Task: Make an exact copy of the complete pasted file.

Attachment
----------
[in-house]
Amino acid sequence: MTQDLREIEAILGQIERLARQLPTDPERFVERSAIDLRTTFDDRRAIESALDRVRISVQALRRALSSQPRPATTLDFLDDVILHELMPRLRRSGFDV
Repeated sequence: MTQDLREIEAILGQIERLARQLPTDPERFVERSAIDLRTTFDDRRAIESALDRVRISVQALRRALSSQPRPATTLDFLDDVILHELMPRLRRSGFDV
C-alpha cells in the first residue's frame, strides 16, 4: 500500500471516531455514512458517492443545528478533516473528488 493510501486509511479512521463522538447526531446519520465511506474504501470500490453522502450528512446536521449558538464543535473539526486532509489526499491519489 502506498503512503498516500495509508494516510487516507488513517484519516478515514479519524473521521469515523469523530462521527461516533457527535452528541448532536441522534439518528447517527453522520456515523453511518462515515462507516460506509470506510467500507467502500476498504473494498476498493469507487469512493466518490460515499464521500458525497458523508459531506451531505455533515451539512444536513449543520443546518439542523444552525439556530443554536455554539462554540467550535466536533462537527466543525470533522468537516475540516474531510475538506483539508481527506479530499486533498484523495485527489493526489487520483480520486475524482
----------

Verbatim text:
[in-house]
Amino acid sequence: MTQDLREIEAILGQIERLARQLPTDPERFVERSAIDLRTTFDDRRAIESALDRVRISVQALRRALSSQPRPATTLDFLDDVILHELMPRLRRSGFDV
Repeated sequence: MTQDLREIEAILGQIERLARQLPTDPERFVERSAIDLRTTFDDRRAIESALDRVRISVQALRRALSSQPRPATTLDFLDDVILHELMPRLRRSGFDV
C-alpha cells in the first residue's frame, strides 16, 4: 500500500471516531455514512458517492443545528478533516473528488 493510501486509511479512521463522538447526531446519520465511506474504501470500490453522502450528512446536521449558538464543535473539526486532509489526499491519489 502506498503512503498516500495509508494516510487516507488513517484519516478515514479519524473521521469515523469523530462521527461516533457527535452528541448532536441522534439518528447517527453522520456515523453511518462515515462507516460506509470506510467500507467502500476498504473494498476498493469507487469512493466518490460515499464521500458525497458523508459531506451531505455533515451539512444536513449543520443546518439542523444552525439556530443554536455554539462554540467550535466536533462537527466543525470533522468537516475540516474531510475538506483539508481527506479530499486533498484523495485527489493526489487520483480520486475524482